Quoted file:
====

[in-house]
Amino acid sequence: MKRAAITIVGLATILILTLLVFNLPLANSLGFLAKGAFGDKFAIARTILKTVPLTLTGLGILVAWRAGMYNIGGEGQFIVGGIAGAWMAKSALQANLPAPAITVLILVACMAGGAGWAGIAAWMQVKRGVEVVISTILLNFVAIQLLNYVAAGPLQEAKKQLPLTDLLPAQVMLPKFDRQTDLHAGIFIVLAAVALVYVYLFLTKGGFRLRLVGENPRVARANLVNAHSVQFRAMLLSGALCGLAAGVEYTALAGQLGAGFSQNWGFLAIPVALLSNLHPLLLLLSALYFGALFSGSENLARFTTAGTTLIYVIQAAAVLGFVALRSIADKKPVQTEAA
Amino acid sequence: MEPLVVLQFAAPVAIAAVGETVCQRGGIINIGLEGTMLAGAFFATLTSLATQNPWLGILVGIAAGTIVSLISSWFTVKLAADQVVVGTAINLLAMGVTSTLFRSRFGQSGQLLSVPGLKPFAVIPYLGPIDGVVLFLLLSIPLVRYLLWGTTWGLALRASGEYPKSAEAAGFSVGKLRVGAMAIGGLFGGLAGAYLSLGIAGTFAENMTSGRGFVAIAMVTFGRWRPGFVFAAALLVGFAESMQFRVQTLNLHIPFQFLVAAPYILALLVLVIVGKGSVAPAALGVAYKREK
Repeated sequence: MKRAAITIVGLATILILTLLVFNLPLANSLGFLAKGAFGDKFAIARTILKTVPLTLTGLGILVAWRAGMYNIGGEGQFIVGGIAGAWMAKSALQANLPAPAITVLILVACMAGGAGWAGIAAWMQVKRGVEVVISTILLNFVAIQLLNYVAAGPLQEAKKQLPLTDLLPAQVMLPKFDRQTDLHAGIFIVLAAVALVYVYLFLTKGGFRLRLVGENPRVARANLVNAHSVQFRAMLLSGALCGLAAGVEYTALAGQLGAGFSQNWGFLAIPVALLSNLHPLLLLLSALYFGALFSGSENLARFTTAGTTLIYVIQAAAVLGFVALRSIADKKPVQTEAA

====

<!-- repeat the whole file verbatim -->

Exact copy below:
[in-house]
Amino acid sequence: MKRAAITIVGLATILILTLLVFNLPLANSLGFLAKGAFGDKFAIARTILKTVPLTLTGLGILVAWRAGMYNIGGEGQFIVGGIAGAWMAKSALQANLPAPAITVLILVACMAGGAGWAGIAAWMQVKRGVEVVISTILLNFVAIQLLNYVAAGPLQEAKKQLPLTDLLPAQVMLPKFDRQTDLHAGIFIVLAAVALVYVYLFLTKGGFRLRLVGENPRVARANLVNAHSVQFRAMLLSGALCGLAAGVEYTALAGQLGAGFSQNWGFLAIPVALLSNLHPLLLLLSALYFGALFSGSENLARFTTAGTTLIYVIQAAAVLGFVALRSIADKKPVQTEAA
Amino acid sequence: MEPLVVLQFAAPVAIAAVGETVCQRGGIINIGLEGTMLAGAFFATLTSLATQNPWLGILVGIAAGTIVSLISSWFTVKLAADQVVVGTAINLLAMGVTSTLFRSRFGQSGQLLSVPGLKPFAVIPYLGPIDGVVLFLLLSIPLVRYLLWGTTWGLALRASGEYPKSAEAAGFSVGKLRVGAMAIGGLFGGLAGAYLSLGIAGTFAENMTSGRGFVAIAMVTFGRWRPGFVFAAALLVGFAESMQFRVQTLNLHIPFQFLVAAPYILALLVLVIVGKGSVAPAALGVAYKREK
Repeated sequence: MKRAAITIVGLATILILTLLVFNLPLANSLGFLAKGAFGDKFAIARTILKTVPLTLTGLGILVAWRAGMYNIGGEGQFIVGGIAGAWMAKSALQANLPAPAITVLILVACMAGGAGWAGIAAWMQVKRGVEVVISTILLNFVAIQLLNYVAAGPLQEAKKQLPLTDLLPAQVMLPKFDRQTDLHAGIFIVLAAVALVYVYLFLTKGGFRLRLVGENPRVARANLVNAHSVQFRAMLLSGALCGLAAGVEYTALAGQLGAGFSQNWGFLAIPVALLSNLHPLLLLLSALYFGALFSGSENLARFTTAGTTLIYVIQAAAVLGFVALRSIADKKPVQTEAA